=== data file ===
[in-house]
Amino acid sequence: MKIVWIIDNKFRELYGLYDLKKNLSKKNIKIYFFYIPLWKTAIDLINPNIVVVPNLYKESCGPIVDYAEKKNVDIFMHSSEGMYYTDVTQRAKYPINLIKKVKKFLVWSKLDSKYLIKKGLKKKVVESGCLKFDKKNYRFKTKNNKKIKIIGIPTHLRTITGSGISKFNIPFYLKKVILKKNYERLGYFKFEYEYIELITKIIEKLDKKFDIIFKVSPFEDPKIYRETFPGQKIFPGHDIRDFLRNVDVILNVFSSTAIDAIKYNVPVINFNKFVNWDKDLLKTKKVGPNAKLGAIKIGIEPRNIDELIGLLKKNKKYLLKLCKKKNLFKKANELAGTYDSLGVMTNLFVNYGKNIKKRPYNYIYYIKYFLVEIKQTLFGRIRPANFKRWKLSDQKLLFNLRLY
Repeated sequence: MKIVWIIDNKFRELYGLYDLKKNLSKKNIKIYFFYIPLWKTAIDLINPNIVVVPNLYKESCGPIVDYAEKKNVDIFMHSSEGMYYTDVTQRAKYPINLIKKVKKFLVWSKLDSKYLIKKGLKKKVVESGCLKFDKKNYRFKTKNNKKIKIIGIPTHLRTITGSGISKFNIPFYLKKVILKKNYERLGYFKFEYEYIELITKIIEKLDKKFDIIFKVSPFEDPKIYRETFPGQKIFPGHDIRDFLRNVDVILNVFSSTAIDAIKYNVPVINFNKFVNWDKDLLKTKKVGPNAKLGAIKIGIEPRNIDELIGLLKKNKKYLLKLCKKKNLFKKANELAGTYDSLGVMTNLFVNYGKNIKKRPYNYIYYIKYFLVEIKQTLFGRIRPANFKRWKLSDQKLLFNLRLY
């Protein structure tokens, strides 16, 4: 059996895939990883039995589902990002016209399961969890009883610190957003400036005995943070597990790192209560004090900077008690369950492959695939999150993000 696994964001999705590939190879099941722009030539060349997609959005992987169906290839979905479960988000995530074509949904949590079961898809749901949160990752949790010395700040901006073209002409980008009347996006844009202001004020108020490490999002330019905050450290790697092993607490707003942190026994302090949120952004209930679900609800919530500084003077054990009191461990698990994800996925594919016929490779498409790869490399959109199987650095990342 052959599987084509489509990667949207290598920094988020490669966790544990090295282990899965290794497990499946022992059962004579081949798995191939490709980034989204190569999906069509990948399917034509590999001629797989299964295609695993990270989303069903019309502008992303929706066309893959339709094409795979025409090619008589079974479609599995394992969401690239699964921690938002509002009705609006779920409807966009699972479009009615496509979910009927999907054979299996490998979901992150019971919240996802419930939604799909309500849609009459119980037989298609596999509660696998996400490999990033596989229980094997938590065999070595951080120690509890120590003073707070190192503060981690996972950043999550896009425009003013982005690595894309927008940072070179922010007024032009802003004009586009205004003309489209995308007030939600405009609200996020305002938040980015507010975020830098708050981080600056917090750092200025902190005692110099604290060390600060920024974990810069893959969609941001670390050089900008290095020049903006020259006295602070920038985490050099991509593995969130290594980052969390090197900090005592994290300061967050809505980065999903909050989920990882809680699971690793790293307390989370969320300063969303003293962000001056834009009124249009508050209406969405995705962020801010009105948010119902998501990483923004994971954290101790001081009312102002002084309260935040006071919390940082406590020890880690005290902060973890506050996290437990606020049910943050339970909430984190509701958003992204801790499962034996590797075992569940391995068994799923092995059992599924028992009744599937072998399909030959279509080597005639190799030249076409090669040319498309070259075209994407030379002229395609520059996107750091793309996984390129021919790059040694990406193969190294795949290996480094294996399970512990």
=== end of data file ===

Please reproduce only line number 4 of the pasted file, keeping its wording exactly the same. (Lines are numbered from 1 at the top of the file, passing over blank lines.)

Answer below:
């Protein structure tokens, strides 16, 4: 059996895939990883039995589902990002016209399961969890009883610190957003400036005995943070597990790192209560004090900077008690369950492959695939999150993000 696994964001999705590939190879099941722009030539060349997609959005992987169906290839979905479960988000995530074509949904949590079961898809749901949160990752949790010395700040901006073209002409980008009347996006844009202001004020108020490490999002330019905050450290790697092993607490707003942190026994302090949120952004209930679900609800919530500084003077054990009191461990698990994800996925594919016929490779498409790869490399959109199987650095990342 052959599987084509489509990667949207290598920094988020490669966790544990090295282990899965290794497990499946022992059962004579081949798995191939490709980034989204190569999906069509990948399917034509590999001629797989299964295609695993990270989303069903019309502008992303929706066309893959339709094409795979025409090619008589079974479609599995394992969401690239699964921690938002509002009705609006779920409807966009699972479009009615496509979910009927999907054979299996490998979901992150019971919240996802419930939604799909309500849609009459119980037989298609596999509660696998996400490999990033596989229980094997938590065999070595951080120690509890120590003073707070190192503060981690996972950043999550896009425009003013982005690595894309927008940072070179922010007024032009802003004009586009205004003309489209995308007030939600405009609200996020305002938040980015507010975020830098708050981080600056917090750092200025902190005692110099604290060390600060920024974990810069893959969609941001670390050089900008290095020049903006020259006295602070920038985490050099991509593995969130290594980052969390090197900090005592994290300061967050809505980065999903909050989920990882809680699971690793790293307390989370969320300063969303003293962000001056834009009124249009508050209406969405995705962020801010009105948010119902998501990483923004994971954290101790001081009312102002002084309260935040006071919390940082406590020890880690005290902060973890506050996290437990606020049910943050339970909430984190509701958003992204801790499962034996590797075992569940391995068994799923092995059992599924028992009744599937072998399909030959279509080597005639190799030249076409090669040319498309070259075209994407030379002229395609520059996107750091793309996984390129021919790059040694990406193969190294795949290996480094294996399970512990």